In 2013 the AHCWA Five Year Strategic Plan was endorsed by all the membership.
Three key performance goals were identified:
1. Advancing Aboriginal Health
We want to play an integral part in improving the health and wellbeing of Aboriginal people, their families and communities.
During strategic planning, AHCWA member services identified the areas that are a priority to make this happen:
Maternal and child health: better outcomes are crucial to closing the gap.
Oral and dental health: poor oral hygiene has been shown to impact on other health issues such as renal and heart valve disease. There has also been links with premature births.
Education and intervention as well as better access to both urgent and non-urgent dental treatment will improve outcomes in this area.
Mental health: reforms in the West Australian mental health system will provide potential opportunities for the Aboriginal Community Controlled Health
Sector to engage directly with the Mental Health Commission. This will allow the chance to influence policy and strengthen mental health services for Aboriginal people.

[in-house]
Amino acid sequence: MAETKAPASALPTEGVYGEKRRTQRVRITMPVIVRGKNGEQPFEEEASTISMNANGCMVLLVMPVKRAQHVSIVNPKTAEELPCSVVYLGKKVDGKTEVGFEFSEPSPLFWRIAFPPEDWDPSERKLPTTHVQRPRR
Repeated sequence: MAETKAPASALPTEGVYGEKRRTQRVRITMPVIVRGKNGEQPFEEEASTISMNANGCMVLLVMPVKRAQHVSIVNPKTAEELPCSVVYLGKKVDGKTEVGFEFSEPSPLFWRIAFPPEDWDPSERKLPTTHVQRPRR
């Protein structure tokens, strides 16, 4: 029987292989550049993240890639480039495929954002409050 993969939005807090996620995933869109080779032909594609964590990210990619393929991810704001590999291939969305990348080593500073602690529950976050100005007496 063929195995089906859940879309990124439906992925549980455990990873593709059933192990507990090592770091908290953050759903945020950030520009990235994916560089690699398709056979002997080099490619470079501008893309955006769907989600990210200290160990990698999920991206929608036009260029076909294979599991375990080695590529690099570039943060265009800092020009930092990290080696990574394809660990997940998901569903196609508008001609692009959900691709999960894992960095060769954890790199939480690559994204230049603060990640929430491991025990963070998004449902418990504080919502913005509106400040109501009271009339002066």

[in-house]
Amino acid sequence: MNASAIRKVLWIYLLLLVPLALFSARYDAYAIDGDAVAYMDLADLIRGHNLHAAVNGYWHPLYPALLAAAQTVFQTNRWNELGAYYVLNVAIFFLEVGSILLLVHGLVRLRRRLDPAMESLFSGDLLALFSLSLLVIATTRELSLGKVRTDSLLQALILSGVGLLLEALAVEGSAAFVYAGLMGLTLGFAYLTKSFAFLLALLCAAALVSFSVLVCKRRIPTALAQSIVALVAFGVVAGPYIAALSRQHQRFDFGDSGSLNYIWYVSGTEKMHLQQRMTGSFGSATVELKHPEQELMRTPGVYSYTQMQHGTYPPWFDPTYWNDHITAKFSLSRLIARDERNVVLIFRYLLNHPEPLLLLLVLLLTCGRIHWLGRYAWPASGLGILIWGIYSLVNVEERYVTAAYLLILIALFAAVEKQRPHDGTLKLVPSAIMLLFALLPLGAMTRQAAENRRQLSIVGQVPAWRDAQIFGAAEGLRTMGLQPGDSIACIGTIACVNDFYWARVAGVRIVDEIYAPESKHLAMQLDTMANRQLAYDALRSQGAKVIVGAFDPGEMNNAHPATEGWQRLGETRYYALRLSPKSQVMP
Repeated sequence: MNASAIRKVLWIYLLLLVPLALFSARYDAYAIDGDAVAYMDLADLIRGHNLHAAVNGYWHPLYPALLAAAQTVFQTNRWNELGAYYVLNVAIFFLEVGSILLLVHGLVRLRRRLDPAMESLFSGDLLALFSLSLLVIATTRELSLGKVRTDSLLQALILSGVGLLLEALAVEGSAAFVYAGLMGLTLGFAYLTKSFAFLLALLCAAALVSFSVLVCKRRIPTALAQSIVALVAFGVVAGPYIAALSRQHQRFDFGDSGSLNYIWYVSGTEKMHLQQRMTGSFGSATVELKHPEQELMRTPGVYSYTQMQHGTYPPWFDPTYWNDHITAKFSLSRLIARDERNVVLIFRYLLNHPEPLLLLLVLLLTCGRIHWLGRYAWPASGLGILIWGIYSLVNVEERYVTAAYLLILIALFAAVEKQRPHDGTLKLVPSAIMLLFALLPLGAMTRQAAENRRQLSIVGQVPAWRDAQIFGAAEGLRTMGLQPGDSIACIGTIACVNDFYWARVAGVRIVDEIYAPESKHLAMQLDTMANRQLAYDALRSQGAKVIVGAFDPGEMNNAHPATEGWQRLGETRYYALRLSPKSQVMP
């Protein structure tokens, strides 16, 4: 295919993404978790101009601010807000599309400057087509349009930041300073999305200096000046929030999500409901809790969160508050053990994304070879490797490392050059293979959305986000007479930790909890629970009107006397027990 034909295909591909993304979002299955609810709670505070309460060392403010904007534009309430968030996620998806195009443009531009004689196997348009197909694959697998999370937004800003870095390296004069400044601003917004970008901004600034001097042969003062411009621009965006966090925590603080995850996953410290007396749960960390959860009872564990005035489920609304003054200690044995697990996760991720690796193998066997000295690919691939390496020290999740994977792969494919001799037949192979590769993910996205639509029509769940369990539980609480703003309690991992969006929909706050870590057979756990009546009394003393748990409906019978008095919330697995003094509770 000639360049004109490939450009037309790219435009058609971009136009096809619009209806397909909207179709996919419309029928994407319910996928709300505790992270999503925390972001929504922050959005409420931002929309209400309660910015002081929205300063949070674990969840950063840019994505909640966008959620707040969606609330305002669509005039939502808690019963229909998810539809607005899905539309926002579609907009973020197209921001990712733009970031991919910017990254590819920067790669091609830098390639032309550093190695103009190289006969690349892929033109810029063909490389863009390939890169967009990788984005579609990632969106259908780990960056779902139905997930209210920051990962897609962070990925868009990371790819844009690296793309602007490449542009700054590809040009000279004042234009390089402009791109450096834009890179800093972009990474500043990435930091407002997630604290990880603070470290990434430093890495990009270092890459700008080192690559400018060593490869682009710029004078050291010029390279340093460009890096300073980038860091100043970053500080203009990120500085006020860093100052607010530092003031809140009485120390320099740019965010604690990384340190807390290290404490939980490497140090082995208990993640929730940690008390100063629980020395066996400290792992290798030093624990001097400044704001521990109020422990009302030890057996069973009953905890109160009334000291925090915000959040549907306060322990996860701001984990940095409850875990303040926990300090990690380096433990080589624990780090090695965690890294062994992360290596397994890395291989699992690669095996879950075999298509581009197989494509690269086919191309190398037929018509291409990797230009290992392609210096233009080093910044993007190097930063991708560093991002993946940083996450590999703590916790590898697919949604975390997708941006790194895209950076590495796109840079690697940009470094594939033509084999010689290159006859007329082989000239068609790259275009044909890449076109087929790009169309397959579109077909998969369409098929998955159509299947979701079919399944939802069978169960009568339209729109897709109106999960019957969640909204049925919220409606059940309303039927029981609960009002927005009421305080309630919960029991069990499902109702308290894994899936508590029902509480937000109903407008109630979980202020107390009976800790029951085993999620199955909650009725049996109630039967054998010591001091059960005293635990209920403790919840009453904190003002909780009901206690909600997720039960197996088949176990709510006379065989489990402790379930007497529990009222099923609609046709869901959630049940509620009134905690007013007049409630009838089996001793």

2. Doing business better
We want to improve business performance within AHCWA and for our member services. We are aiming to provide additional support to our member services to meet their expectations because we are here for them and to help them provide the best service to their communities.
3. Influencing policy decisions
We want to improve the collaboration between government, health bodies and the Aboriginal Community Controlled Health Sector to make sure our sector benefits from structural reforms.
Support, lead, influence, advocate and build.
As an organisation AHCWA:
Supports the continued development of Aboriginal Community Controlled Health Services
Leads the development of Aboriginal health policy
Influences and monitors performance across the health sector
Advocates for Aboriginal community development and;
Builds the capacity of the health workforce to improve the social, emotional and general health and well being of Aboriginal people.